Date of Degree

9-2015

Document Type

Dissertation

Degree Name

Ph.D.

Program

Comparative Literature

Advisor

Clare Carroll

Subject Categories

Comparative Literature

Abstract

My dissertation is an exploration of male potency through a close examination of the tropes of the cuckold and the codpiece as presented in English dramatic works of the early modern period: I examine codpiece and cuckoldry discourses side by side, to see how one informs the other, and to perceive to what extent masculinity is affected and communicated by these discourses. My purpose here is to explore early modern views of masculinity, marriage, and sexuality through various theoretical frameworks, from Freud to Foucault.

My study argues that while the codpiece may emphasize or articulate sexual power and virility, that is, potency, the specter of cuckoldry undermines this power. It is my contention that in order to maintain mastery, the early modern male appropriates the signification of the codpiece, which is in and of itself charged with ambiguity: on the one hand it may signify concealment; on the other, exhibitionism. A close reading of Middleton and Dekker's The Roaring Girl and Shakespeare's Two Gentlemen of Verona reveals how gender is materialized and appropriated through the female codpiece, while Shakespeare's The Merry Wives of Windsor and Othello establish the tension between masculine identity and jealousy through the topos of cuckoldry, be it comic or tragic. My emphasis on impotence, as an undercurrent and overt theme, distinguishes my study from other scholarship in the area of gender and cultural critique .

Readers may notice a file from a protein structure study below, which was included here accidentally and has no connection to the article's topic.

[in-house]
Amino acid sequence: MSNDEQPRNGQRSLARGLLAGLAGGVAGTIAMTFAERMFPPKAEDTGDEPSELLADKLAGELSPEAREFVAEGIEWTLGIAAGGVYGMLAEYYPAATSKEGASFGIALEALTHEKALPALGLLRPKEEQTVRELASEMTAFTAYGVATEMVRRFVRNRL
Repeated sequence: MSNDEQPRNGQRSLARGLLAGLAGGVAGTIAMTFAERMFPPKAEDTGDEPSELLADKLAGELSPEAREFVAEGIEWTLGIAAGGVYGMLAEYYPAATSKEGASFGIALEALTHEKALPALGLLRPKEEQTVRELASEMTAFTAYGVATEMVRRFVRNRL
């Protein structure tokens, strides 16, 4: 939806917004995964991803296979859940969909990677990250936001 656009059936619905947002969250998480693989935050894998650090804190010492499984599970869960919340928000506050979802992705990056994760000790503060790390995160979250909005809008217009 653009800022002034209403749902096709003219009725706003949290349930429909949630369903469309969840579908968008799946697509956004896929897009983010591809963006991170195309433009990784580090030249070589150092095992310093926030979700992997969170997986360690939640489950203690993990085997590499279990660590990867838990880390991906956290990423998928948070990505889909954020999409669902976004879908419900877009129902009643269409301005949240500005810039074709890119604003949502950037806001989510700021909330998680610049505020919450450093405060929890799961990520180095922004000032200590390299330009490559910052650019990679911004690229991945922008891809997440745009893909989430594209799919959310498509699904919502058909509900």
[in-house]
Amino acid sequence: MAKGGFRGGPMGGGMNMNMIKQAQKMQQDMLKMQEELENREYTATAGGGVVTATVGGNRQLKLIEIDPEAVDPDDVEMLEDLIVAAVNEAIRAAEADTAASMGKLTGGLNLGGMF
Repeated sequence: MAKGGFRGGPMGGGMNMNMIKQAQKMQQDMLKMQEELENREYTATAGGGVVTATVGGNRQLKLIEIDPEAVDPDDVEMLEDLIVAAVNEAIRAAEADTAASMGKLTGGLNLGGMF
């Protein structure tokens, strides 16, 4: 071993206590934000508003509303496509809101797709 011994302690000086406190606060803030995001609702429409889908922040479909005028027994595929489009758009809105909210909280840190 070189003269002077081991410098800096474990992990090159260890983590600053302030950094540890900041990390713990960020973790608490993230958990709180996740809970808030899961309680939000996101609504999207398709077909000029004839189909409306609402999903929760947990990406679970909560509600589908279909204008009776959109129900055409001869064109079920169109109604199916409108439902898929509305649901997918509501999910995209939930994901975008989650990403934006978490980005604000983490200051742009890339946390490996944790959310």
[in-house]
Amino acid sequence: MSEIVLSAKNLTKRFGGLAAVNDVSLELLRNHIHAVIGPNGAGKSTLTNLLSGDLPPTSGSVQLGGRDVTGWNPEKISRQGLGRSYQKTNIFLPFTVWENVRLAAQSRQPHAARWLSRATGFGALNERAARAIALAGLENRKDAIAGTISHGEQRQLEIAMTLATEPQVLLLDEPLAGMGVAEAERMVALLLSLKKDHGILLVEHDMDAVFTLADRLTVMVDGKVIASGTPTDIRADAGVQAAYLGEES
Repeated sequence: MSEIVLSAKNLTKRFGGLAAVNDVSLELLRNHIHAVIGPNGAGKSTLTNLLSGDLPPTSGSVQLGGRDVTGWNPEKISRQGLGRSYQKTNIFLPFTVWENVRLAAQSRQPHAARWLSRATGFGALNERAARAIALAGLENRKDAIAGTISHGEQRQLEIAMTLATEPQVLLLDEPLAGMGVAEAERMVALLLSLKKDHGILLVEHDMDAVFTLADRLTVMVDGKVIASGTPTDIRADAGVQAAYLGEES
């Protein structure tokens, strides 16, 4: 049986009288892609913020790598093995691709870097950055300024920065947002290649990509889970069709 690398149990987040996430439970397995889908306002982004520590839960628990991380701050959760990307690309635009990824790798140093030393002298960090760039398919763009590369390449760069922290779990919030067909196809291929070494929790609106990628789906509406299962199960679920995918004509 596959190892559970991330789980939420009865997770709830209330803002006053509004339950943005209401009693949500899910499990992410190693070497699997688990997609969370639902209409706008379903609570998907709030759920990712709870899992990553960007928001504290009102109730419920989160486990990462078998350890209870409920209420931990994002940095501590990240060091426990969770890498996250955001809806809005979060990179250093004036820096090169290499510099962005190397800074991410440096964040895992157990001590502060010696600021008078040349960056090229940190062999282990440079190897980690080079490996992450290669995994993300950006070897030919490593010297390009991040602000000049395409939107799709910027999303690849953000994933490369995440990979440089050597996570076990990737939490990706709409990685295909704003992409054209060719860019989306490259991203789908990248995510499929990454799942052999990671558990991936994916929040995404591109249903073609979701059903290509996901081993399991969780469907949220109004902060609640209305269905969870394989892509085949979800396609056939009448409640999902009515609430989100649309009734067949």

To demonstrate my argument, I apply an eclectic approach: my analysis is formed on the basis of a cultural historicist approach, and is further extended by the deployment of psychoanalytic and gender theories. In addition, the modality of resistance in feminism reaches out to the particular interests of queer theory such as transgressive phenomena, specifically cross-dressing, and, performative aspects of gender construction.

My aim is to illuminate some of the most provocative tensions and possibilities in the study of early modern desire. Tracing as I have an evolution of thought, demonstrates that patriarchy was not monolithic and masculinity was not fixed; in fact, this evolution may have introduced a newer, heterodoxical view of ideal masculinity as tending toward the feminine. My aim, then, is to demonstrate that in early modern English drama, the tension between virility or potency and weakness or impotence as signified by codpiece and cuckoldry discourses betrays an anxious masculinity: masculine desire is represented as complex, fraught with aggression but also with fragility and vulnerability.

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